Art is not like the Super Bowl, where there are clear winners and losers. It’s not necessary to be the most adept, brilliant, or incisive painter for your work to profoundly influence others.
|Deer in snow, by Carol L. Douglas|
“You can't be somebody else,” I heard my husband tell a young person. “You can just be the best you can be, and not worry about everyone else.” He was talking about music, but his advice is just as applicable to painting.
I will sometimes ask students whom they most admire among artists, but the answers—while fascinating—seem to have little to do with where they end up as painters. I’ve fed myself on a solid diet of masters from the northern European Renaissance to the 21st century, and I don’t see much continuity between these influences and my own painting. I love them, but I can’t paint like them.
|Downdraft snow, by Carol L. Douglas|
That doesn’t mean I don’t sometimes fall into the pernicious trap of comparing myself to others. As much as I’d like it to be otherwise, I’ll occasionally succumb to the green-eyed monster of jealousy. It’s very difficult to watch someone else do something easily that you’re struggling with, or sail into honors and accolades that elude you.
That can be especially difficult for women artists, who labor under a system that is, in fact, more sexist (in terms of dollars) than society as a whole. So, sisters, cut yourselves some slack.
After teaching for so many years, I know that early success doesn’t always equate to winning the race. Students start at different levels of competence. Some take to painting faster than others. Sometimes these good students are trapped by their facility, because they cannot let go of their cheap tricks to plow through the hard work of learning good technique. At that point, ‘talent’ becomes a trap.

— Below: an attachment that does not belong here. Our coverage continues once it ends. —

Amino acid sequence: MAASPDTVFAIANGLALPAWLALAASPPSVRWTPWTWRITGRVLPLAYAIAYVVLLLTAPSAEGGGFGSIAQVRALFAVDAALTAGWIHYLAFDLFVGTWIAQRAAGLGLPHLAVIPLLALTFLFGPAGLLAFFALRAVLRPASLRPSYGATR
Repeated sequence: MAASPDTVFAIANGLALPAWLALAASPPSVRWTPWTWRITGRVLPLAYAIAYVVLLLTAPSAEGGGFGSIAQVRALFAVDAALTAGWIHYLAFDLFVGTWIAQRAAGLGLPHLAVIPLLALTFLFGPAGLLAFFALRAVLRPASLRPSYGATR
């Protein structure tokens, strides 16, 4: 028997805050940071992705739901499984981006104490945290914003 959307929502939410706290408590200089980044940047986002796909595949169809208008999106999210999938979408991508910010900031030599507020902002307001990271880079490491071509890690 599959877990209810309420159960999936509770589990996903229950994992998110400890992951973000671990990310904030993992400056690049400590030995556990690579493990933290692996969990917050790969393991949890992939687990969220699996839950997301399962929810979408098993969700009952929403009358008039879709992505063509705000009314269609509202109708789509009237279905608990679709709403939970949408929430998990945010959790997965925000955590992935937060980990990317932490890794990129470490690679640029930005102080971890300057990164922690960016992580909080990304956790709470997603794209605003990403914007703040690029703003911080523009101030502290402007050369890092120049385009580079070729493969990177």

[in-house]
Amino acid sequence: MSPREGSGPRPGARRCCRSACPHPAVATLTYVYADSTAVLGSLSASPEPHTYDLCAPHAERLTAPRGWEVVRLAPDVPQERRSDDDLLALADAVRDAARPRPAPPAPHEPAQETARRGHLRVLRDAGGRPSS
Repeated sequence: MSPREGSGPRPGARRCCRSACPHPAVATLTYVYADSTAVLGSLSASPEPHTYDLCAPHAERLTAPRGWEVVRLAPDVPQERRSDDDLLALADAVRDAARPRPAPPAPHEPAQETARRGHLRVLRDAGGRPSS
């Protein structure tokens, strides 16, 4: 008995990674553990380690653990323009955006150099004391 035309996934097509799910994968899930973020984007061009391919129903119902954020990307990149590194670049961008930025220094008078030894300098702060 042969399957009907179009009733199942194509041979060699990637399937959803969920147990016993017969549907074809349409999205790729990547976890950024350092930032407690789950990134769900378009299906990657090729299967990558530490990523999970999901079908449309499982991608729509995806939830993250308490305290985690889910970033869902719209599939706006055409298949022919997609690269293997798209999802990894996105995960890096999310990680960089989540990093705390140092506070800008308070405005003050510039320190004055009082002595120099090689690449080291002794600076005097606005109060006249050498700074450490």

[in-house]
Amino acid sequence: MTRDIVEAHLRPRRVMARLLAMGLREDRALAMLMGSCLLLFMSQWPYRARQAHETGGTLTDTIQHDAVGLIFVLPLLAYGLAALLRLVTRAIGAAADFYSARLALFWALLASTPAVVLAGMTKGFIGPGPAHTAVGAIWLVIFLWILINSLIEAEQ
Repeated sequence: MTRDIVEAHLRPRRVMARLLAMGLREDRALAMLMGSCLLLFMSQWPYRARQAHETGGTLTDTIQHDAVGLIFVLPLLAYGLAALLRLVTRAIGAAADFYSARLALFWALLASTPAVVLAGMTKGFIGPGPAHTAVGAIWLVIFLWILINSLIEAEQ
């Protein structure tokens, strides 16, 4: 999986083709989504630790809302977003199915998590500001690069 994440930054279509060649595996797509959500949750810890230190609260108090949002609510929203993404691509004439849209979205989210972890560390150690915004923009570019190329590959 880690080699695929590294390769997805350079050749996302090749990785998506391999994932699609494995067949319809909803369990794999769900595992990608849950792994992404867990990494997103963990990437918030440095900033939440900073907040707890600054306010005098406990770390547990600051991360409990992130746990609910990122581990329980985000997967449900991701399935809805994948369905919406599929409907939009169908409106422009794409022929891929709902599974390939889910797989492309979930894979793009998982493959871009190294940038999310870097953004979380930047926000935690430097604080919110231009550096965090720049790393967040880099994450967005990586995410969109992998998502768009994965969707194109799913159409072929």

|Snowsquall, by Carol L. Douglas|
Conversely, there will be students who, for some reason, don’t get it right away, but who, with diligence and effort, will end up painting very well indeed.
At the Art Students League of New York, students are crowded into fairly small rooms. It is impossible to avoid seeing others’ canvases as you work on your own. A fellow student had a sign in his paintbox that read, “Don’t copy.” It was very good advice, but equally helpful would have been one that read, “Don’t compare.”
So how does the artist develop self-confidence based in their own abilities? “Passion plus competence equals self-confidence,” I read this week. It’s a neat, economical explanation.
|Toys in snow, by Carol L. Douglas|
It doesn’t mean you have to wait until you’re completely competent to be happy. Instead, it gives you a roadmap to get to a point of self-confidence. Yes, painting is sometimes very frustrating, but that’s just a sign that you need to work on your skills in that area.
Art is not like the Super Bowl, where there are clear winners and losers. It’s not necessary to be the most adept, brilliant, or incisive painter for your work to profoundly influence others. But you can’t use the crowd’s applause to tell you if you’re on the right path. You simply have to work from your own gut. And that’s perhaps the hardest lesson in painting.